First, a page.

The article goes on to talk about the what the effects will be of the choices we make. We can carry on with the Current System which Guy says “must be replaced if we are to persist as a species beyond a few decades.”. Perhaps a desired solution is Agrarian Anarchy – Guy mentions a few of America’s influential people who over the years have indicated an anarchistic approach is best. The worst outcome as we come out of our current system is Post-Industrial Stone Age.

I’d love to copy the whole article because it does make for interesting and challenging reading, but it’s not mine to do that with.

If you get the chance, catch Earthlines magazine or check out Guy McPherson’s website at

Becoming invisible

Becoming invisible

In an interview with Dr. Brian Goodwin, he talked about the human race becoming largely invisible. Brian passed away in 2009, but I’m sure his vision, or large elements of it, live on with many of us:

I had this vision of the human race becoming largely invisible on the planet. This would be my vision 30 years from now. We are extremely visible, and we have a very high influence on the state of the planet as we all know, in terms of pollution, global warming, light pollution, noise pollution. I mean the poor cetaceans in the ocean, the whales and dolphins, are just bombarded with noise all the time. We are extremely visible and audible on the planet.

Dr Brian Goodwin in 1991
Dr John Goodwin in 1992. Photo by John Farnham [CC BY-SA 3.0 (, via Wikimedia Commons

So my vision for 30 years from now is that human beings will be largely invisible. Now that seems like an extraordinary vision, and I don’t know how we are going to get there in detail, but it’s a bit like the deer and the badgers, the squirrels and most of nature, there are plenty of them around but they are largely invisible because they have a different lifestyle. I’m not talking about a Rousseau ‘back to nature’, I’m talking about using appropriate technology, natural materials and energy to achieve a lifestyle in which we blend with the natural world, we have learnt how to live in a way that other species have, and therefore have reduced our footprint, decreasing it dramatically to the point where we are one amongst many instead of an absolutely dominant species..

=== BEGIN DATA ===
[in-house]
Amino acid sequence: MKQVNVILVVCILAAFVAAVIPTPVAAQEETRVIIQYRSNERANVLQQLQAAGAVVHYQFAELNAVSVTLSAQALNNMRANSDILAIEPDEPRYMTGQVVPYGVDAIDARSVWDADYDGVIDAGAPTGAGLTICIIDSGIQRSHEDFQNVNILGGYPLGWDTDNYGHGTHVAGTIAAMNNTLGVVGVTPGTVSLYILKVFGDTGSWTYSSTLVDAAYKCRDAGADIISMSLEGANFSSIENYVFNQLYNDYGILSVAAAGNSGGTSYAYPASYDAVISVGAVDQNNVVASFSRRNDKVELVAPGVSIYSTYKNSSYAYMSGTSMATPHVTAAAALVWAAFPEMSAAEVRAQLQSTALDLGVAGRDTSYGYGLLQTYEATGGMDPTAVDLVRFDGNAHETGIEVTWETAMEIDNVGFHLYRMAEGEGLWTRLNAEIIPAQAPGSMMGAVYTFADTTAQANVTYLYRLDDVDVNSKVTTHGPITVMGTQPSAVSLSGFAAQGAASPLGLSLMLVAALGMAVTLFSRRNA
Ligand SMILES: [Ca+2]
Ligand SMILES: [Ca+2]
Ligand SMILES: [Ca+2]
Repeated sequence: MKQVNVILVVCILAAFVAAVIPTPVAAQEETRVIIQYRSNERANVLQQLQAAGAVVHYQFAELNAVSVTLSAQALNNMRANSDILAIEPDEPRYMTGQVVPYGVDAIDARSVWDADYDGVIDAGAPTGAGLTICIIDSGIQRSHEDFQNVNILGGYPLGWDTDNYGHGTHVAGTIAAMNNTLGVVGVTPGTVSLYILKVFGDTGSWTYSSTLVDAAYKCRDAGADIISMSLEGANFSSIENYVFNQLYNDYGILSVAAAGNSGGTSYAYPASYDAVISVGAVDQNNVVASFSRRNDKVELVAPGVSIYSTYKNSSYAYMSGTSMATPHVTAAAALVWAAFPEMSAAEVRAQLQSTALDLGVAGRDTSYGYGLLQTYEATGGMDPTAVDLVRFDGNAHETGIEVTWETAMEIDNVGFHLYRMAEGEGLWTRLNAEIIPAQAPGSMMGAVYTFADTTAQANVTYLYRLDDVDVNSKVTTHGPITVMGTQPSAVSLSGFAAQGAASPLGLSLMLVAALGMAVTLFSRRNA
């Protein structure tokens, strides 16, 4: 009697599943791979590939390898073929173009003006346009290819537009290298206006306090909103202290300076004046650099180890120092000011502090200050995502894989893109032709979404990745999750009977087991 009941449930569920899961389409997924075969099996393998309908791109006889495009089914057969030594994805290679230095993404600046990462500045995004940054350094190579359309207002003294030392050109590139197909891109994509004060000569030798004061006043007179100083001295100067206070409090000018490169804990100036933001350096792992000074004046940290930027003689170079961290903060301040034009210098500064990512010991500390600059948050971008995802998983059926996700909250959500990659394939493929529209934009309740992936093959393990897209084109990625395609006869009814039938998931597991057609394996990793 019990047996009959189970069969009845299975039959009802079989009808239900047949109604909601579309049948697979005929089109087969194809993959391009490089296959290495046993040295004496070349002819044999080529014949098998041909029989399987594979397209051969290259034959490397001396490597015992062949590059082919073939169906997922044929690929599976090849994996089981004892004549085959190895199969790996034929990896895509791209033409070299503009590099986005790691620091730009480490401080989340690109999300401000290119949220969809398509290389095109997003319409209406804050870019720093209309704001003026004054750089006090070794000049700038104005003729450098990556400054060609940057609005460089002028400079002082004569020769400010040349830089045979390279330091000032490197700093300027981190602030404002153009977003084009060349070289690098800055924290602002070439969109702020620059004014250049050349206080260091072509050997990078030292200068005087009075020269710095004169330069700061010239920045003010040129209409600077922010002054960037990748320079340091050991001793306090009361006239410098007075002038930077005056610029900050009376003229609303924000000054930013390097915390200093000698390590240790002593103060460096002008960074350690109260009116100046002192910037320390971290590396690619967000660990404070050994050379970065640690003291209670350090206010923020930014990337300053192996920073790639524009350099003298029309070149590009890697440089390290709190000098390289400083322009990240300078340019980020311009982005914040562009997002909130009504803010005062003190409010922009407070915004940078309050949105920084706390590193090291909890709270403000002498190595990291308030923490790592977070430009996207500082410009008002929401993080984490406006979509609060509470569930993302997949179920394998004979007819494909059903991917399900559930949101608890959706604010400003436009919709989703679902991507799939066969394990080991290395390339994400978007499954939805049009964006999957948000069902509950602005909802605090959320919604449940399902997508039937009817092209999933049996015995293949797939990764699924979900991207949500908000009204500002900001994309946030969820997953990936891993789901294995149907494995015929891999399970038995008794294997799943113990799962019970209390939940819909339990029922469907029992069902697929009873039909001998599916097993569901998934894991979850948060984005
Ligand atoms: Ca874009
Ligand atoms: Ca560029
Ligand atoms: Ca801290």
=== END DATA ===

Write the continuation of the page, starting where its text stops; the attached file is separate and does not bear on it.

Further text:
How would we get from here to there?

I think we can see many of the elements that we need to put into plan to achieve that. The current mantra of ‘sustainability’, ecological sustainability, getting away from growth, is very important, in that all we have to use all of the resources available to us now. We have fantastic resources at the moment, and we could invest those in the technologies that we require in order to become invisible, to become integrated with the natural world in a much more reasonable way than we do now. I emphasise again that this does not mean going backwards. It means going forward to a very, very desirable, beautiful culture.

The technology we need to put in place, well we all know about it, it’s solar, wind, ecological buildings, using sustainable materials, redesigning everything that we make so that we don’t spread toxins around, we don’t have landfills, we are doing what the natural world does in terms on recycling, using energy efficiently, everything gets recycled, every product is functional and it is beautiful.

Above, Simon Dale’s natural house, built from stone, wood and strawbales, all from the local area. This shows how our footprint on the landscape can be lessened in more ways than one.